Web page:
The Saturday Miscellany: How to play the ukelele; Garth Stein's bookshelf; Farmville


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The Independent Culture

How to: Play the ukelele

By Oscar Quine

A daiquiri in hand, a warm Hawaiian breeze as the sun sets… Failing a trip to Waikiki, use this guide from William Grove-White, member of the Ukulele Orchestra of Great Britain, to master a few evocative uke ditties:

"First, get a ukulele (you can't avoid this). A decent 'soprano' uke should only cost £30-50. So if you don't like it you can use it as a ping pong bat."

"Using a piano or electronic tuner, tune it to GCEA. Put your middle finger on the second fret of the G string (nearest your nose) and strum. That's an A minor. With just this you can play all of Bob Marley's 'Get Up Stand Up'."

"Find more chords online and away you go. Jimi Hendrix started out playing a ukulele with just one string – imagine the possibilities with four!"

Get Plucky with the Ukulele by Will Grove-White (Cassell Illustrated, £14.99)

Rotating column: Salt in the wound

By Samuel Muston

I confess, I am an overseasoner. Salt is my crutch. I cannot see a tomato without wanting to give it a dose of the salt; my steaks I practically frost in the stuff before it hits the pan. It is not that I don't like the natural taste of the world's flora and fauna, really it isn't. It is merely that it tastes so much better when its tones are given the amphetaminised jerk into life which only a sprinkle of the white stuff allows. So, why this modern chefy mania for removing the salt from tables? I get it in your Simon Rogan and your Ollie Dabbous-type restaurants. I trust them to be attendant to my salty needs.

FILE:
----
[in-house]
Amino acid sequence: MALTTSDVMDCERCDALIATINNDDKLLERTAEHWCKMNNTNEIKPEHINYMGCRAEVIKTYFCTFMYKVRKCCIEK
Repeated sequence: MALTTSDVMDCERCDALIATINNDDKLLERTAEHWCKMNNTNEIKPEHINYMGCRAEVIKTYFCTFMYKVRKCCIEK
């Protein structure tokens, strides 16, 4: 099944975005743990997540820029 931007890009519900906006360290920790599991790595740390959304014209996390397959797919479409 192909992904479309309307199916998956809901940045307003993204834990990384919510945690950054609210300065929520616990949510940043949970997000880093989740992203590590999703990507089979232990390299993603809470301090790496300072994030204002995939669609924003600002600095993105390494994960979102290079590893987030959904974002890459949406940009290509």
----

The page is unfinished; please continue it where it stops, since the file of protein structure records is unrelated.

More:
But in my local gastro-cafe? Are you kidding me? It is a tyranny too far; a damn imposition and frankly rather uncivil. So in future I would counsel you to follow my lead: bring your own salt shaker and to hell with that prissy chef.

For the chicest salt shakers try Heals

Instant Ethics

By Ellen E Jones

Dear Ellen

Q. I agreed to host a hen do at my flat and a guest spilled red wine on my white rug. Can I charge her for the cost of cleaning?

A. At some point in life everyone must make their choice: would you like your days and nights to be filled with friends, fun, laughter, wine, women and song? Or would you like white carpets?


Four play: British Brutalism

1. The National Theatre*
2. Trellick Tower
3. Alexandra Road Estate
4. Ministry of Justice

*The queen opens the NT this day in 1976

Micro extract: Funny money

'In 1968, Fortune magazine put him on its list of 66 wealthiest people in America , with a net worth estimated at between $150 million and $200 million – the richest entertainer in Hollywood.'

From Hope by Richard Zoglin (Simon and Schuster, £20)

All Good Things

By Charlotte Philby


Farm Hopping is a marketplace where farmers around the world directly access customers, and set their own prices. The company currently delivers meat, cheese, jam, beer and more, across London and Bristol.



Oliver Postgate and Peter Firmin were responsible for the wonderful likes of 'Bagpuss' and 'The Clangers'. 'The Art of Small Film' (above) celebrates their work. £25,


A dress to impress

Collaborations are 10-a-penny right now but next month's OTHER/shop x Peter Jensen has us excited. Featuring three limited-edition designs, the capsule range is a celebration of Jensen's signature 'demi sleeve' shift dress (above). £309,